The eagle-eyed internet has caught another dotcom company looking to cash in on its popularity (and recent integration with Facebook): starting on Jan 16, 2013, Instagram will be using a new Terms of Service agreement that allows it to use any content posted publicly to its service for marketing purposes.
“To help us deliver interesting paid or sponsored content or promotions, you agree that a business or other entity may pay us to display your username, likeness, photos (along with any associated metadata) and/or actions you take, in connection with paid or sponsored content or promotions, without any compensation to you.”
Also important: this not only applies to users who have an account with Instagram, but also anyone’s likeness that appears in a user’s publicly posted photos can also be used as such. Wait, we’re not done: if you are a minor and you’ve accepted the new TOU, you acknowledge that your parent/guardian is aware of the TOU and tacitly accepts the above.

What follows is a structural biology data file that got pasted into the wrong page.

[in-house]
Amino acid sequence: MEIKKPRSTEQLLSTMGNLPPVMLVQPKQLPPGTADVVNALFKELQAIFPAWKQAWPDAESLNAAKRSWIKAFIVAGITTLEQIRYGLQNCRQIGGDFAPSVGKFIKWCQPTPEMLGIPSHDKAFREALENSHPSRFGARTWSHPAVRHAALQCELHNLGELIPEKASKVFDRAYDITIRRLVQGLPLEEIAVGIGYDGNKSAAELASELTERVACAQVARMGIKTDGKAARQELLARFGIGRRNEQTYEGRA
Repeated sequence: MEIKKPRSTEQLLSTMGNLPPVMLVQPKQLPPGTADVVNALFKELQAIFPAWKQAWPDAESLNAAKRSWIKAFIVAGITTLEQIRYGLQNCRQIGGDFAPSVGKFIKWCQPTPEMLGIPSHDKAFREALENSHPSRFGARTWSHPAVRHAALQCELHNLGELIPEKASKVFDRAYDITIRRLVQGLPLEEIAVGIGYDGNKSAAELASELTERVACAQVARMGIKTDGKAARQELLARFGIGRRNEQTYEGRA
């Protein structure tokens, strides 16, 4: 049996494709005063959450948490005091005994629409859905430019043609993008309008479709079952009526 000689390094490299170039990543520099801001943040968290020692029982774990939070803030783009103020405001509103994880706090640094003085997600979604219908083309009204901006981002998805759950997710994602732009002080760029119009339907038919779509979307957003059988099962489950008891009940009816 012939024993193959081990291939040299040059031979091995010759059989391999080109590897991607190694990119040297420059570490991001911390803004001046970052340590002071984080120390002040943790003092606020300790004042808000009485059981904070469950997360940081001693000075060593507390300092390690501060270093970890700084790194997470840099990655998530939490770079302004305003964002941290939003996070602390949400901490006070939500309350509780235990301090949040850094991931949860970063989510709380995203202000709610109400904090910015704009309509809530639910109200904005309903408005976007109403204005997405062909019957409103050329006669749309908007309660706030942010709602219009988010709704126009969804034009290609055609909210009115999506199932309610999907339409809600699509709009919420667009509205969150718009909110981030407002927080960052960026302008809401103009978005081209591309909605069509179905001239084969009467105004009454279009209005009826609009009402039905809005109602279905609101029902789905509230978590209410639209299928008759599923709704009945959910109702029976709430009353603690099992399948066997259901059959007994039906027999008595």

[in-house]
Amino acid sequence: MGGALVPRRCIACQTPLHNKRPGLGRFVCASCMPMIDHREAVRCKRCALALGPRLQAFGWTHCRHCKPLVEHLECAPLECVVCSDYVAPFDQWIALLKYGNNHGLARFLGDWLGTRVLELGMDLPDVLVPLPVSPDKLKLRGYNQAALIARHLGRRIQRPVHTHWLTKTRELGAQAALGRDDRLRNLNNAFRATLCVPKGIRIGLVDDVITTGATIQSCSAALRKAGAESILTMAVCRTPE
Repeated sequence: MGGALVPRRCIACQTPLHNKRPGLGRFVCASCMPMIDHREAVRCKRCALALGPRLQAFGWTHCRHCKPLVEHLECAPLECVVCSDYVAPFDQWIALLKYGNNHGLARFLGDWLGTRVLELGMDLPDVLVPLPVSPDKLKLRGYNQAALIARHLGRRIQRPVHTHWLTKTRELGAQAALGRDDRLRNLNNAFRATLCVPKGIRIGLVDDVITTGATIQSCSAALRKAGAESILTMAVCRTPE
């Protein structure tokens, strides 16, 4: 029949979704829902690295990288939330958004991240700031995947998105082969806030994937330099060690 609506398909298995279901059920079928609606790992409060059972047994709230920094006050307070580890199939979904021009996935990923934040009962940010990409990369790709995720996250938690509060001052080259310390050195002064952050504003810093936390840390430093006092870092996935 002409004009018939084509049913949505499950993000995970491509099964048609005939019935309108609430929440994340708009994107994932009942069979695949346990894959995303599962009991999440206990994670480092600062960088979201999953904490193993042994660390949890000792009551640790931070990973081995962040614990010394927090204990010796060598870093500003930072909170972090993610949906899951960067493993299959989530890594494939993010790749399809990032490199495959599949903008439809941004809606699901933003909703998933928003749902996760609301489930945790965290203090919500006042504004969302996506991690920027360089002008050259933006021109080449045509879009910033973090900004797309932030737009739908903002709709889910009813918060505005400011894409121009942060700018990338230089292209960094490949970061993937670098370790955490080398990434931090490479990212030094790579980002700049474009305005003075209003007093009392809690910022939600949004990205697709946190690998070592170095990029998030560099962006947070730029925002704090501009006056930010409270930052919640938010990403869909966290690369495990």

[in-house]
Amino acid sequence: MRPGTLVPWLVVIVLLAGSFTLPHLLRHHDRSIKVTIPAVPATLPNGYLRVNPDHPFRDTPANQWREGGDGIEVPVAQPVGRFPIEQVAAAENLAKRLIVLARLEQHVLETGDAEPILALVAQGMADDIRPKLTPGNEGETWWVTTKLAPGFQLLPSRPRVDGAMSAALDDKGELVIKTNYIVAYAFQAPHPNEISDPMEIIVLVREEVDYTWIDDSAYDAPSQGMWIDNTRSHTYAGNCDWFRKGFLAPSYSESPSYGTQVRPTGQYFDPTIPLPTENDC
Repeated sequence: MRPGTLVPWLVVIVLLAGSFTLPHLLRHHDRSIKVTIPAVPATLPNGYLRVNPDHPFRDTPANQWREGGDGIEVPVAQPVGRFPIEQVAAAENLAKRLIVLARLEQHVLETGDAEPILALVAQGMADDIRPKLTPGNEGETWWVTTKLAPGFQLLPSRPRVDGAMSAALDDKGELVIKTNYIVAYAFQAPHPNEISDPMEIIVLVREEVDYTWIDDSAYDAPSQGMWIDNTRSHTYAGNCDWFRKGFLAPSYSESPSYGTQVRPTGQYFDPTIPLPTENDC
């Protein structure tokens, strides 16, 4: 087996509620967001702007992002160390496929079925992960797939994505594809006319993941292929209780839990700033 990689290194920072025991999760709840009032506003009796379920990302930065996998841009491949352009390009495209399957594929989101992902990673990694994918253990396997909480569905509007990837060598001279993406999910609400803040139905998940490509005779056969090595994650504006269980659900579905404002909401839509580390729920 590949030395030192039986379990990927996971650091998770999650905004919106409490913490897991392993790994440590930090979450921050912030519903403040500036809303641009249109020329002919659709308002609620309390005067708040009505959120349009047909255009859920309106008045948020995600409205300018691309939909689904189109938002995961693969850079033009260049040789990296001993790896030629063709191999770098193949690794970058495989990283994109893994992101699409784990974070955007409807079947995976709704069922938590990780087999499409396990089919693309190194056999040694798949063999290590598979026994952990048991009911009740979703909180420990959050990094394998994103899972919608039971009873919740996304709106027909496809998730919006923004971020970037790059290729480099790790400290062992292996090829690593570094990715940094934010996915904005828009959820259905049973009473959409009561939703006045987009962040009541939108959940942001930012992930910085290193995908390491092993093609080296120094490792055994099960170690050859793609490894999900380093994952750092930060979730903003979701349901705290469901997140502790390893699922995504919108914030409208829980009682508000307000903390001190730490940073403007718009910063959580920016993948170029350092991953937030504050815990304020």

What this means for you:
If you aren’t in the business of making money off your likeness, or your subjects aren’t celebrities, or if you don’t care that Instagram/Facebook might make some money off your own likeness, then carry on. However, if you happen to care how your children’s likeness may be exploited, you may want to ask any snap-happy smartphone users to not post pictures of your children onto Instagram, or at minimum, make them aware of these TOU changes. You may be surprised at how many people aren’t aware of Instagram’s control over the content they think they own, and doubly surprised at the number of people who don’t care that they may be providing profit for company’s that provide free services.